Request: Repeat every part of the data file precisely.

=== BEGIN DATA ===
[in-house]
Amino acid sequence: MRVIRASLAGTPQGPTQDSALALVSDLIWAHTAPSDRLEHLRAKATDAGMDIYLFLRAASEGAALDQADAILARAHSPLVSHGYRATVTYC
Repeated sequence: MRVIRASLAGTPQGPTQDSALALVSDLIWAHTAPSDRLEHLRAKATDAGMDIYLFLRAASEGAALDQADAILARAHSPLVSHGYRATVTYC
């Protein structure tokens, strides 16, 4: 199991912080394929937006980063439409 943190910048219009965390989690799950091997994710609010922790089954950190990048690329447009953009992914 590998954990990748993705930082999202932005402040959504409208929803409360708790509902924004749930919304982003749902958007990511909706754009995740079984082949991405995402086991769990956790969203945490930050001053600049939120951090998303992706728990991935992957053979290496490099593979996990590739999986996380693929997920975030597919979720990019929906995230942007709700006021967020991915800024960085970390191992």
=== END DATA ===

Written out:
[in-house]
Amino acid sequence: MRVIRASLAGTPQGPTQDSALALVSDLIWAHTAPSDRLEHLRAKATDAGMDIYLFLRAASEGAALDQADAILARAHSPLVSHGYRATVTYC
Repeated sequence: MRVIRASLAGTPQGPTQDSALALVSDLIWAHTAPSDRLEHLRAKATDAGMDIYLFLRAASEGAALDQADAILARAHSPLVSHGYRATVTYC
């Protein structure tokens, strides 16, 4: 199991912080394929937006980063439409 943190910048219009965390989690799950091997994710609010922790089954950190990048690329447009953009992914 590998954990990748993705930082999202932005402040959504409208929803409360708790509902924004749930919304982003749902958007990511909706754009995740079984082949991405995402086991769990956790969203945490930050001053600049939120951090998303992706728990991935992957053979290496490099593979996990590739999986996380693929997920975030597919979720990019929906995230942007709700006021967020991915800024960085970390191992």